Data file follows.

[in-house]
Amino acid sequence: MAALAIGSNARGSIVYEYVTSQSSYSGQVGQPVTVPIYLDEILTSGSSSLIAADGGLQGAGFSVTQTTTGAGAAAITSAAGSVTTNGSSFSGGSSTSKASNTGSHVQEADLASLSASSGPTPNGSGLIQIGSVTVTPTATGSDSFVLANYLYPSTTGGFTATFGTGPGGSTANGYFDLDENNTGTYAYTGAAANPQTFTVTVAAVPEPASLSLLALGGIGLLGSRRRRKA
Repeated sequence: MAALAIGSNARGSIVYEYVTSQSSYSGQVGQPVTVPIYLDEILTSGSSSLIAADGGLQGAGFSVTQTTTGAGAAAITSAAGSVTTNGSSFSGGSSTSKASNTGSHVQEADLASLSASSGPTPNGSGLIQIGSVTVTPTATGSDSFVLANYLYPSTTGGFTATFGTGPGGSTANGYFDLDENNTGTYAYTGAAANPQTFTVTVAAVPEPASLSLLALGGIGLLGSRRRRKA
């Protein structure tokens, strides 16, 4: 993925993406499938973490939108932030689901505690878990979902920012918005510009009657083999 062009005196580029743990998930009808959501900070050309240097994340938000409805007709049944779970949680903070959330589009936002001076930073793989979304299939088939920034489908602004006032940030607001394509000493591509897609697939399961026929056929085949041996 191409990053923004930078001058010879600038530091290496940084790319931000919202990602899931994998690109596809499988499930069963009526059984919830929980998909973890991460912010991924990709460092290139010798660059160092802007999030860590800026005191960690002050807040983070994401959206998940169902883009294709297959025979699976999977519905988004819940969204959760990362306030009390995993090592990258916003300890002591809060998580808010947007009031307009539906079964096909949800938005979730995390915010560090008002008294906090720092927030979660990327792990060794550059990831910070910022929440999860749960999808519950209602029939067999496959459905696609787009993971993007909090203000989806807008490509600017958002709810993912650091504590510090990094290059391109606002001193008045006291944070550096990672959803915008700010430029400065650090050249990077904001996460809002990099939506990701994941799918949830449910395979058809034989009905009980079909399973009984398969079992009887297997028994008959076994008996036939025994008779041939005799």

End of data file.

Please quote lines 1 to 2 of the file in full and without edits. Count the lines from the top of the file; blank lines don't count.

[in-house]
Amino acid sequence: MAALAIGSNARGSIVYEYVTSQSSYSGQVGQPVTVPIYLDEILTSGSSSLIAADGGLQGAGFSVTQTTTGAGAAAITSAAGSVTTNGSSFSGGSSTSKASNTGSHVQEADLASLSASSGPTPNGSGLIQIGSVTVTPTATGSDSFVLANYLYPSTTGGFTATFGTGPGGSTANGYFDLDENNTGTYAYTGAAANPQTFTVTVAAVPEPASLSLLALGGIGLLGSRRRRKA